Please pass this on!

Happy Dancing!
Another Day, Another Dance!

Jove Male Mome, Sadi Moma, Do Mar Ciften

It is hard to believe that November is almost over! 16 of my students and I did the demonstration/performance for the Rockfish Elementary School and it went very well.

We had 2 assemblies with the cafeteria full of students. My students performed Cimpoi. After performing my students went among the elementary students and I taught a Ugros(from Phyllis Weikart’s book), Adjon Az Isten, and Zemer Atik. Fun was had by all!

On our regular Wednesday dance night we have been learning Jove Male Mome http://www.youtube.com/watch?v=wjCDcU1pO44
http://www.youtube.com/watch?v=thKw3n_3Jvc as you can see, Dunav spells and pronounces Malaj which is different from the US spelling and pronunciation.

Sadi Moma is another dance we learned last month. I couldn’t find a video of the dance on line, but Yves Moreau has it in his collection. Here is the song being performed.

Do mar ciften is the “mystery dance”! On line I can find some songs– not the one to which we dance. http://www.tubehome.com/watch/do-mar-çiften-do-dal-për-gjah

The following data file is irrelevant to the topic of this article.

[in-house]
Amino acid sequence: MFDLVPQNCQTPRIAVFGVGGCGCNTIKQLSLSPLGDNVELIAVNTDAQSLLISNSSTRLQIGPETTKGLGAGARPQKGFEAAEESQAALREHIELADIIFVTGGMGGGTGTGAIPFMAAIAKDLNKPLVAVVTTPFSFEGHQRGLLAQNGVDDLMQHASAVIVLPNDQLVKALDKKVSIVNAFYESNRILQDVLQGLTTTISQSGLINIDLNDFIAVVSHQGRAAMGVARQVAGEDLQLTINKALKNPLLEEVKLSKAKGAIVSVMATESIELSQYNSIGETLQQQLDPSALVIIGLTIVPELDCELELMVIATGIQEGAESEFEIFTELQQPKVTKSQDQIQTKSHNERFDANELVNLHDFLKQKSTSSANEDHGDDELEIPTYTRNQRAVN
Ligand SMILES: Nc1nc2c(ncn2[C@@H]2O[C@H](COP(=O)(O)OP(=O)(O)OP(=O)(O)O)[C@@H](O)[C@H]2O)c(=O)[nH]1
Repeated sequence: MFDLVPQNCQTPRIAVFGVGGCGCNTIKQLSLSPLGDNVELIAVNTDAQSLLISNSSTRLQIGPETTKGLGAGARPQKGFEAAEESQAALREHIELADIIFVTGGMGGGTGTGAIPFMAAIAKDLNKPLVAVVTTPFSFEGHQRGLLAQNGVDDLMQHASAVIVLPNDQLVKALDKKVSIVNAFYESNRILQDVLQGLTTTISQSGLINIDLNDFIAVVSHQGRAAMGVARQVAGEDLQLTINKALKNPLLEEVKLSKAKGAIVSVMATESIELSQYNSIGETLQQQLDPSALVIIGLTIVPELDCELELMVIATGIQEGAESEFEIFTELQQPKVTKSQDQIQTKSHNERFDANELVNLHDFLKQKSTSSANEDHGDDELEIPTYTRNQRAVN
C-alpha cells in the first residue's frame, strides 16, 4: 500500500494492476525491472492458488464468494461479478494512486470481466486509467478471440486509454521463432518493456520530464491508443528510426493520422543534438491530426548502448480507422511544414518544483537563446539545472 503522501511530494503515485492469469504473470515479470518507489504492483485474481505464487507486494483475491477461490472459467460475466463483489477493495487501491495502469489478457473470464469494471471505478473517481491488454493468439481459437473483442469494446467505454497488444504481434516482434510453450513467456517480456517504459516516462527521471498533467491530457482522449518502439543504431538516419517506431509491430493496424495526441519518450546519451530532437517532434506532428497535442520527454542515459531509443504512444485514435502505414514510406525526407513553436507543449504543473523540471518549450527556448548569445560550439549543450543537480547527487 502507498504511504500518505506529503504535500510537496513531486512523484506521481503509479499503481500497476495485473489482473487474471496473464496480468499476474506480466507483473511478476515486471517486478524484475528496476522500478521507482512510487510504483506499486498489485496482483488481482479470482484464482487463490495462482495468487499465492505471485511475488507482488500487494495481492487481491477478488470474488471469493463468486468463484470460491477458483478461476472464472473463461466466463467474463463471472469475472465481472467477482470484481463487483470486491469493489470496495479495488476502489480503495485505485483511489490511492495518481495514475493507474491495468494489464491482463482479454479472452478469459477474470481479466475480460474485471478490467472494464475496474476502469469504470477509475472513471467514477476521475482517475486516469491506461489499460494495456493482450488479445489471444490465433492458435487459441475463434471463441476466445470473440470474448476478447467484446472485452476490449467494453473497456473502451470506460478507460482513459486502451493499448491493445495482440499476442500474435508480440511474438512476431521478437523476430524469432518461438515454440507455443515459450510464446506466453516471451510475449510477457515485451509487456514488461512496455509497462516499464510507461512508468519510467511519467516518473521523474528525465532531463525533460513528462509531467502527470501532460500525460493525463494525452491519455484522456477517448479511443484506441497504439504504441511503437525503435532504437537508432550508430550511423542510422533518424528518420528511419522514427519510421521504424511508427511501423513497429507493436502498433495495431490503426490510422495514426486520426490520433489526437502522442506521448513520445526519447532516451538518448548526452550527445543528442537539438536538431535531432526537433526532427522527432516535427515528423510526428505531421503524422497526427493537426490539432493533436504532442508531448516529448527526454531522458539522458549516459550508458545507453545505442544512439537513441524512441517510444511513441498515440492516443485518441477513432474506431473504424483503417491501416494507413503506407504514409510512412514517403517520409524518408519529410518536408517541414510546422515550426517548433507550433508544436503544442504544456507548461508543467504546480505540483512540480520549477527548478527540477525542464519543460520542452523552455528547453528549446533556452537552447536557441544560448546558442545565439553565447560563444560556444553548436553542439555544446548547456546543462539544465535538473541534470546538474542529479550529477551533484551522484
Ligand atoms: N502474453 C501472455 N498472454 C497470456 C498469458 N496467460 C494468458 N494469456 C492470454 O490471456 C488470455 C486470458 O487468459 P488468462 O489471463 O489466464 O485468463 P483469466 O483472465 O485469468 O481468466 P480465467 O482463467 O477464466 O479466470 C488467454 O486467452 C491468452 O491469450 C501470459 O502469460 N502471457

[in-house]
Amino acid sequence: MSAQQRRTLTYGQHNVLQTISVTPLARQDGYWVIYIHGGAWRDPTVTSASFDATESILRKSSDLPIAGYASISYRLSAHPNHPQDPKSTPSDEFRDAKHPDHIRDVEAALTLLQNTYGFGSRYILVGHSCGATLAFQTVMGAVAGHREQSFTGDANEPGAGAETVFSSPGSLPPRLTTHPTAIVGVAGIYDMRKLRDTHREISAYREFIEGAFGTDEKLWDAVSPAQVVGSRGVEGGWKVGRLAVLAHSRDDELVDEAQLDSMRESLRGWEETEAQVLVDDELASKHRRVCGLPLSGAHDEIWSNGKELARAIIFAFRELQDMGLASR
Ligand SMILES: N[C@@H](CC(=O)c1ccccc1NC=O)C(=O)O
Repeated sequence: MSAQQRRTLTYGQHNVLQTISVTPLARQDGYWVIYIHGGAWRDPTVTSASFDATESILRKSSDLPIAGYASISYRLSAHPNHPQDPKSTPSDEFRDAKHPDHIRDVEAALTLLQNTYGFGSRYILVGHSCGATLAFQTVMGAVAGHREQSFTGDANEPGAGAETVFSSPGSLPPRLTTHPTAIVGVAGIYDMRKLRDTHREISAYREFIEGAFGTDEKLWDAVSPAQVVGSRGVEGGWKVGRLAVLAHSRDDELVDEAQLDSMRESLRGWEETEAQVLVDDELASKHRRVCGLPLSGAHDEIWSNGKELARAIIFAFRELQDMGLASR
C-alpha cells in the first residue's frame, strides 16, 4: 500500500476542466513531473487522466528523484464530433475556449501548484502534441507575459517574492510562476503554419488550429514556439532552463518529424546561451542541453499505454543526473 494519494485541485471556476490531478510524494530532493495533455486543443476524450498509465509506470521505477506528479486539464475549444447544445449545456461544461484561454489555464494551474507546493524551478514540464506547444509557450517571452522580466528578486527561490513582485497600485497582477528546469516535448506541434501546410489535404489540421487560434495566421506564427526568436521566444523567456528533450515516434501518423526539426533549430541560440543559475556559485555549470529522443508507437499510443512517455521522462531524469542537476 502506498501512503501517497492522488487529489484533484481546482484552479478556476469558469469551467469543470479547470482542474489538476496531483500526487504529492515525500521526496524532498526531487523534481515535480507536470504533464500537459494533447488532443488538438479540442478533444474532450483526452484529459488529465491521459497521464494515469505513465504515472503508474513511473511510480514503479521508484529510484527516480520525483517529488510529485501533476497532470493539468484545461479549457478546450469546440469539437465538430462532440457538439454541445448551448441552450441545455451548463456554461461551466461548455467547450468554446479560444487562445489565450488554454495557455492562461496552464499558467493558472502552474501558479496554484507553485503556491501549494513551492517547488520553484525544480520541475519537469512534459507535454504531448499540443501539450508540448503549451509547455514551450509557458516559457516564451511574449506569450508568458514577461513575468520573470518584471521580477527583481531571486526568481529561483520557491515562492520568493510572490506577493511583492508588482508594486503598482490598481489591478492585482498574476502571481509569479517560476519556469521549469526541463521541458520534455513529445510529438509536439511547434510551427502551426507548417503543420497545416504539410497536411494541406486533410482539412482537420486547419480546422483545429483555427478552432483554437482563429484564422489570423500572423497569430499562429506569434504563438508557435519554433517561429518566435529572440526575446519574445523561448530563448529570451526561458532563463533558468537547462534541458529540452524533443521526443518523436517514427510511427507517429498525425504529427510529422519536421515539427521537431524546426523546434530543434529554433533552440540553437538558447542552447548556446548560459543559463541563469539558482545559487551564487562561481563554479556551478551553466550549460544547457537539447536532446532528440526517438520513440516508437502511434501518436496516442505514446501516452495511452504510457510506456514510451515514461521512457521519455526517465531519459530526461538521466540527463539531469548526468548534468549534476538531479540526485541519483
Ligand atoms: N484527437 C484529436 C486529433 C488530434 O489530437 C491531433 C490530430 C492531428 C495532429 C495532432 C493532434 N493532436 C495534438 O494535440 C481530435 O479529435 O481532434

http://www.tubehome.com/watch/laver-bariu-do-marr-çiften As you notice marr has 2 “r’s” in this name.

Here are the lyrics in Albanian!

Do mar çiften do dal për gjah.
Kjo është kënga origjinale e kënduar nga Grupi i Përmetit.
Me gjithë riprodhimet dhe modernizimit që i është bërë kësaj kënge, kjo përsëri mbetet kënga Flamur!

All I know is that some part of the above means “Take the gun”. This is one of my favorite dances.

Have a great time dancing!

Remember to forward this site to those you think might be interested and become a follower!

Another Day, Another Dance!

Dancing after the Big Snows

People must still be digging out because not as many dancers came out to dance. The sun is still shining when we leave our house for folk dancing YEH :)! The dances reviewed last night were Siganos, Lilijano Mome, Dhivaratikos, Hora la Trei, and Vlashko. At this time I am unable to put the appropriate symbols on letters, so some of the dances are spelled phonetically in English.

You Tube has a Siganos @http://www.youtube.com/watch?v=s2LcBjU_HtU, couldn’t find it on dancilla, or in Dick Oakes’ dance notes.

I couldn’t find any videos of the other dances that we reviewed this week. Another reason to post the videos as a review on this blog.


Just received updated information from the MIT International Folk Dance Group ( http://web.mit.edu/fdc/international.html ). Thank you.

It is exciting to have others support our efforts. In the coming weeks, we will continue to contact other organizations for their input.

The last post was a little serious. I just wonder how we can decrease the frustration of beginners. We naturally want them to come back. Unfortunately, we have many who try it but don’t return. The MIT site has a “Catechism for Beginners”. Any other suggestions? Please let us know.

Another Day, Another Dance.